In technical language, the horse whose “points” are the best will be the best horse. These points are considered to be: a neat head well set on a lean wiry neck, the latter with a very gentle curve, whose convexity looks upwards (the opposite form to this makes the “ewe neck”); moderately high withers; a sloping shoulder, wide in the blade, which should be well furnished with muscles; strong muscular loins; a croup not too straight nor too drooping, with the tail set on with an elegant sweep; ribs well rounded, and carried back near to the hips, so as to make the horse what is called “well ribbed;” circumference or girth of good dimensions, indicating plenty of “bellows’ room;” thighs and arms muscular; hocks and knees bony and large, without being diseased; cannon bones large and flat, with the suspensory ligament and tendon large, strong, and clearly defined; fetlock joints strong, but not round and inflamed. The eye should be full, clear, and free from specks; and the ears should be moderately small and erect; the feet should be round, and not contracted at the heels, with a well-formed frog.

VARIETIES OF THE HORSE SUITABLE FOR BOYS.

Besides the several kinds of horses suitable for grown people, those for boys are the galloway, the cob, and the pony. The first of[275] these may be considered either a small horse or a large pony, and is usually about fourteen hands high; and though strong and capable of carrying weight, yet of a moderately light and active make. He is so called from the district where he was originally bred in large numbers. The cob is a thick and very strong pony, or galloway, frequently made to look still more so by cutting his tail and mane short, called “hogging” them, thus—

Hogged pony with trimmed tail and mane

Correctly speaking, a pony is understood to be under thirteen hands in height, a galloway between thirteen and fourteen and a half, anything over that a horse.

Many ponies are now bred almost of pure Arabian blood, and they are well suited for lads who have mastered the early difficulties connected with keeping the seat under all ordinary circumstances; but as they are generally very high-spirited, they are scarcely suited for the beginner, and he had better content himself with an animal of more plebeian pedigree and sluggish temperament.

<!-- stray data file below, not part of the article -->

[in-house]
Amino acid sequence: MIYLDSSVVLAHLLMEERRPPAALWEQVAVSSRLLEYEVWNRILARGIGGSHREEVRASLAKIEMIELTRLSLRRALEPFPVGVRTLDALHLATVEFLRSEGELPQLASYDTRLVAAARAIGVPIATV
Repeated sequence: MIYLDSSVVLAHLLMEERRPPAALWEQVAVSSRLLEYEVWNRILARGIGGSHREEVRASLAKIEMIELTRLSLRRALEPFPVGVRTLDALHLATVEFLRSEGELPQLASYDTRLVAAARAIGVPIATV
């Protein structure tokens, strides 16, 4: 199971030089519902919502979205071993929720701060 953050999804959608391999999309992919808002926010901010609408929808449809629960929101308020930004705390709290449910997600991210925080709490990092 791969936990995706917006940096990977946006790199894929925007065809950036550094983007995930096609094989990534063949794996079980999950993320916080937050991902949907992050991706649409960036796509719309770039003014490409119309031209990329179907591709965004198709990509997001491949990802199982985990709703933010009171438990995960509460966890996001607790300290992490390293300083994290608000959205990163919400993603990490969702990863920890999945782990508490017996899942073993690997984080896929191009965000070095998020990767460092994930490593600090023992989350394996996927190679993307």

THE ACCOUTREMENTS AND AIDS

Required by the young amateur, are either a pad or saddle, according to his age, together with a bridle and a whip or stick. Spurs are seldom desirable for any but the accomplished rider, as they are apt to irritate the pony if not used with discretion, and it is rather difficult to put an old head upon young shoulders. If the learner is very young, a pad which is made without any tree affords a better hold for the knees than a regular saddle, and will also enable him to ride without stirrups, which feat he will hardly manage on an ordinary smooth saddle. The stirrups are of the following form, but are often, for boys, made much lighter. They ought always to be[276] used with strong stirrup leathers, and these should be attached to the saddle by spring-bars, which release the stirrups in case of the leg being entangled in them after a fall. The groom should always remove the leathers after the ride, and replace them on the opposite side of the saddle, by which means their tendency to hang as shown at (a), is rectified, and they assume the position indicated by the one marked (b), both representing the left, or near, side.
 Stirrups


Bridle

The bridle is either a single or a double-reined one, according to the mouth of the pony ridden. A single-reined bridle is usually a snaffle, it being very improper to allow any one to ride with a curb alone, unless he has very steady and light hands. The snaffle bit is merely a jointed bar of iron (5 5) in the accompanying sketch, but when used alone it has a light cross-bar as well as the ring there shown, in order to prevent the bit being pulled through the mouth.
This, however, in the double-reined bridle is omitted, since it would interfere with the action of the curb. Snaffles are either smooth or twisted, and are made of all sizes, the smallest being only adapted for occasional use, and not for the hands of the learner, who should have a large smooth one.
The curb-bit consists of three parts; the mouthpiece (1), which usually has a bend in it called the port, for the purpose of pressing against the roof of the mouth; secondly, of the cheek-piece (2), which has a ring (3) at the lower end for the attachment of the rein, and another at the upper end for the head-piece of the bridle; and thirdly, the curb-chain (4).
This chain is pressed against the outside of the lower jaw, by the upper arm of the curb used as a lever, and it should be hooked up sufficiently tight to act upon it by pulling the rein, whilst at the same time it should be loose enough to prevent its fretting the jaw.
This delicacy of adjustment requires some little practice, and the young rider should always ask his teacher to show him the proper mode of applying the curb-chain. Sometimes a martingale is needed, in order to keep the pony’s head down, but generally the young rider is better without it, if he will keep his hands well down, and avoid all jerking of the mouth.